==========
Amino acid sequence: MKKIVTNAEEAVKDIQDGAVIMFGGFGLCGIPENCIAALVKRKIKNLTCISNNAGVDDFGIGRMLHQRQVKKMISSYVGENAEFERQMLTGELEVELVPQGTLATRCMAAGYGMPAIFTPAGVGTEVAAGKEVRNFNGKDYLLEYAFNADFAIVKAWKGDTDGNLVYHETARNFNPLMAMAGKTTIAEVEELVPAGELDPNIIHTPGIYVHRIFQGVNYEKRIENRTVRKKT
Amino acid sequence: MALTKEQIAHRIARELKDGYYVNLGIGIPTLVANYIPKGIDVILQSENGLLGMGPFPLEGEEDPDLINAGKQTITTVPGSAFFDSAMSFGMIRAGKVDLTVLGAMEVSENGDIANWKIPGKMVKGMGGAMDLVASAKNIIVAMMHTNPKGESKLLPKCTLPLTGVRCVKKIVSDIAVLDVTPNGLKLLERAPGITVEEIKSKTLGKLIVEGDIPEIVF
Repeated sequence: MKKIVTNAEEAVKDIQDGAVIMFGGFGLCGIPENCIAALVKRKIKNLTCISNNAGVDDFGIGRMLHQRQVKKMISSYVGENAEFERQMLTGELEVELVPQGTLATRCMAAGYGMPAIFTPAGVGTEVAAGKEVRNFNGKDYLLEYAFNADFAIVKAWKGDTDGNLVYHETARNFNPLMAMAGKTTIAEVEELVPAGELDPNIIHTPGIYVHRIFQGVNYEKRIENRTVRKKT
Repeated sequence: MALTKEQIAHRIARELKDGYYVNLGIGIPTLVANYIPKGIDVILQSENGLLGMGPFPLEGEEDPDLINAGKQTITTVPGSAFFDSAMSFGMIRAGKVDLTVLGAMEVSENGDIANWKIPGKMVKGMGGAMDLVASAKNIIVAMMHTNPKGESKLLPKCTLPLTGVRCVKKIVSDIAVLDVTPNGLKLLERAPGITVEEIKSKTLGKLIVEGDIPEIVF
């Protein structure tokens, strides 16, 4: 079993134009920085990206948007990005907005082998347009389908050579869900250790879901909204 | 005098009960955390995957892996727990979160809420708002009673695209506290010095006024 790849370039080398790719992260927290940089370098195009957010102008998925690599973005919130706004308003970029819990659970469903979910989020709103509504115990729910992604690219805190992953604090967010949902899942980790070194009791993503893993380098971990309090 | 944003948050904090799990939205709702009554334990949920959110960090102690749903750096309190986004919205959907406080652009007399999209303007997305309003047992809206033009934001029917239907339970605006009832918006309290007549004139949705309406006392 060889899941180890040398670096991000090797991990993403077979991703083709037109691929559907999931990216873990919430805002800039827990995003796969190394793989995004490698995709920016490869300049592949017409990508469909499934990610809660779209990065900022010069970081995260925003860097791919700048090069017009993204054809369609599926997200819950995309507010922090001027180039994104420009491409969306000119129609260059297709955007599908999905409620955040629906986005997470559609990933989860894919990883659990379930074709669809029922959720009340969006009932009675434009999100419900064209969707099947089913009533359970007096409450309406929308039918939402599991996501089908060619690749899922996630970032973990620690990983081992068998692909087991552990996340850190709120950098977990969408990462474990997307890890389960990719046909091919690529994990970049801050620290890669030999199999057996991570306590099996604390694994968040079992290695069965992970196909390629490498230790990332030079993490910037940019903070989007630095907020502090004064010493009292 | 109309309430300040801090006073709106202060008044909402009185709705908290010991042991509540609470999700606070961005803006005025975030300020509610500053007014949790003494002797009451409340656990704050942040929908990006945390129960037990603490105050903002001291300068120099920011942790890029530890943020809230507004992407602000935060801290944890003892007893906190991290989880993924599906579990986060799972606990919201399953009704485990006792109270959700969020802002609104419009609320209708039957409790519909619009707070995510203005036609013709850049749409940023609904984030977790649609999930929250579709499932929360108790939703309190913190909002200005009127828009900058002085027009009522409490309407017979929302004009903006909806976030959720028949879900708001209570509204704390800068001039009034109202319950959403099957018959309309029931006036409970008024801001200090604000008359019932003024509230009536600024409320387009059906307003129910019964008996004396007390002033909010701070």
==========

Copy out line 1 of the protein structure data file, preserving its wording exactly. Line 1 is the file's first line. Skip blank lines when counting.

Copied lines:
Amino acid sequence: MKKIVTNAEEAVKDIQDGAVIMFGGFGLCGIPENCIAALVKRKIKNLTCISNNAGVDDFGIGRMLHQRQVKKMISSYVGENAEFERQMLTGELEVELVPQGTLATRCMAAGYGMPAIFTPAGVGTEVAAGKEVRNFNGKDYLLEYAFNADFAIVKAWKGDTDGNLVYHETARNFNPLMAMAGKTTIAEVEELVPAGELDPNIIHTPGIYVHRIFQGVNYEKRIENRTVRKKT